Alfonso Leal del Ojo: “Directing an orchestra is a difficult task”

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Alfonso Leal del Ojo, of the English Concert, traces his career so far, as well as the challenges he faces in his current dual role as orchestra general manager and performer.

Growing up, my family background did not point to an inevitable career in classical music. My dad was the only person moderately interested in classical music, and it certainly wasn’t something you heard around the house. The real change came with Spain’s massive investment in music education in the 80s and 90s. Suddenly local conservatories were popping up everywhere and music education was accessible to everyone. I showed talent, took it seriously and made the most of the opportunities that came my way. Now you find musicians of Spanish origin like me in the most prestigious orchestras in the world. It is a stark contrast to the current path in the UK, which sees the erosion of the very infrastructure meant to enrich and feed our children.

Success as a performer in the music world is a mix of talent (of course), a positive collegiate attitude (who wants to tour with a difficult person?) and a bit of luck! I had all three and soon found myself working with many period instrument bands in London and Europe. When I was named first viola of The English concert in my late twenties, I felt incredibly proud. Who would have guessed that I would be part of the team that made all those recordings that I admired when I was a child in Seville? It was an honor and a privilege, but a nagging thought at the back of my mind crept into ‘did I peak a little too soon?’.

I’ve always had an incorrigible desire to know how things work. This, combined with a healthy dose of stubbornness, meant that getting involved in arts management was only a matter of time. One of the ensembles I was working with at the time, the Irish Baroque Orchestra, was going through a bad patch, and no manager would touch it. The risk of failure was high. I had no management career to kill and I loved the band, so I applied for the position of general manager and managed to turn things around through hard work and perseverance. I was so proud of them for their recent Olivier Prize win for Outstanding Achievement in Opera.

I then spent ten glorious years nurturing the Consort of Dunedin and take them to the international stage. There was a real sense of adventure, and while there were understandably tough times, my knowledge of repertoire, musicians and backers made it easy for me.

I have been with The English concert as GM since 2019, and my stubborn temper has served me well through the pandemic years, although I’m not sure my partner and family agree. I was determined not to remain inactive. The English Concert under the Founder Trevor Pinnock was one of the most recorded vintage instrument ensembles, but I wanted to reinvigorate our production. Harry Bickettour artistic director, has a strong affinity with Handel’s music and we had toured his operas and oratorios around the world, so it seemed natural to chart a course that would allow us to capture these performances.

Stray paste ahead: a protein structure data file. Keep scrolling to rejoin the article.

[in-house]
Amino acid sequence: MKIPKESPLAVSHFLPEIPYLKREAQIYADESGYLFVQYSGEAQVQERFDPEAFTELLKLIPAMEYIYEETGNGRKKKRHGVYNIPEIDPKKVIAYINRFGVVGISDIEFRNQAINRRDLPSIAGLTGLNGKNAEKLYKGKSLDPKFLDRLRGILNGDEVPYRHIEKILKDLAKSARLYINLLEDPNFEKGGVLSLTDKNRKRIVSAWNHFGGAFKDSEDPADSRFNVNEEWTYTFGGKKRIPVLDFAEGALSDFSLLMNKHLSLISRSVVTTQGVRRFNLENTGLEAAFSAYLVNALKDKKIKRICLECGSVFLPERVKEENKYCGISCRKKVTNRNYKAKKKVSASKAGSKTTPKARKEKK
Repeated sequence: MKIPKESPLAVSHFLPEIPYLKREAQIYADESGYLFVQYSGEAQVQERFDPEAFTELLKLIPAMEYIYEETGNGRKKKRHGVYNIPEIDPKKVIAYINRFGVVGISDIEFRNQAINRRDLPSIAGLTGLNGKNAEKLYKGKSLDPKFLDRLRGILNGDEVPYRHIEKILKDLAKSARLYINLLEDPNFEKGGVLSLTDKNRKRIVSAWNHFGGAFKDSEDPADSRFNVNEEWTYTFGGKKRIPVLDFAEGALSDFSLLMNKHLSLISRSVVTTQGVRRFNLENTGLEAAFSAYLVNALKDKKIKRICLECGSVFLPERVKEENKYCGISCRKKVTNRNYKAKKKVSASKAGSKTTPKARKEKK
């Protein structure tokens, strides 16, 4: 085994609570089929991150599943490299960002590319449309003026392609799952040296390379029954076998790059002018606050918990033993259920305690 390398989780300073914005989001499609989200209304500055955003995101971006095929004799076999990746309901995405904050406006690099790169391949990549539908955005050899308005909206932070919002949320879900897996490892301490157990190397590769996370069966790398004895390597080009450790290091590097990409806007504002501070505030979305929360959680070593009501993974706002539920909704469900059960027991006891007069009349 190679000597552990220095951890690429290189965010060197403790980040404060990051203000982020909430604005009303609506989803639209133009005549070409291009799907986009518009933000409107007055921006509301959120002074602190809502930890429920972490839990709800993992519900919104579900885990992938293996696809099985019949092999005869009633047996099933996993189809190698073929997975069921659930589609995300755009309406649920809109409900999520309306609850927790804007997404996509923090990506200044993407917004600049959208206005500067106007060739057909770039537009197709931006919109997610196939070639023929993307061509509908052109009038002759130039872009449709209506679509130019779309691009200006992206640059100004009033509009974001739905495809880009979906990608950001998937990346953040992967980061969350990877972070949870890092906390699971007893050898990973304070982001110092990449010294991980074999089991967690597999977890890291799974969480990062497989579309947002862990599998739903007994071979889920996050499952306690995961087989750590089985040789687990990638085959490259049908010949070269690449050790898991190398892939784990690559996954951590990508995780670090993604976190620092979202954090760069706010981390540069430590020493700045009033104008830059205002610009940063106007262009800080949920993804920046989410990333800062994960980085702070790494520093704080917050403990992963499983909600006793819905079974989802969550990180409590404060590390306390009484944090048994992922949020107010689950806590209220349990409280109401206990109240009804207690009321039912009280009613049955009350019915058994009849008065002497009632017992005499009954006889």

After the success of our first recording with Linn records, Rodelindawe couldn’t wait to shoot and record Tamerlane, but Covid-19 meant that the international cast we had assembled could not travel to our home. We had to change course, and after a few phone calls and emails, we found ourselves recording The resurrection to Sage Gateshead with vital support from Thorben Dittes and Abigail Pogson. After the challenges of the past two years, he feels so fit to release a piece of music that talks about resurrection. The music is powerful and its message is as relevant today as it was in the 18and A century in which 23-year-old Handel explored and pushed the boundaries that would define him as one of the greatest composers of his time.

I’m not going to lie, leading an orchestra is hard work and wearing two hats can be exhausting at times. Right before a concert, I can be at a reception greeting our supporters and the next minute running backstage to change into concert gear. Inevitably, I also have more control than many of my colleagues in the orchestra. I’d like to think they trust me – I’ve gone the extra mile to make sure I’m available to them – but I’m very aware that they don’t like some of the decisions I make. Although we don’t always agree, I think they understand that I have their best interest at heart.

So what’s next? Our Handel ambitions continue with an upcoming Handel tour and recording Tight. We’ve assembled an amazing cast led by the incredible Canadian-Italian mezzo-soprano Emily D’Angelo and soon after we start rehearsals for our Garsington residency and other summer festivals. If there’s one thing I think my dual role brings, it’s a real pride in the work we present and I look forward to sharing it with our audience over the next few months.

You can find out more about The English Concert here.

You can find out more about The English Concert’s latest album, The resurrection here.

Handel Tight visits to:

  • London – 5and of may
  • New York – 8and of may
  • Pamplona – 20and of may
  • Newcastle- 25and of may

The English gig appears at Garsington Opera House, Buxton Festival, Cheltenham Day and Edinburgh International Festival this summer.

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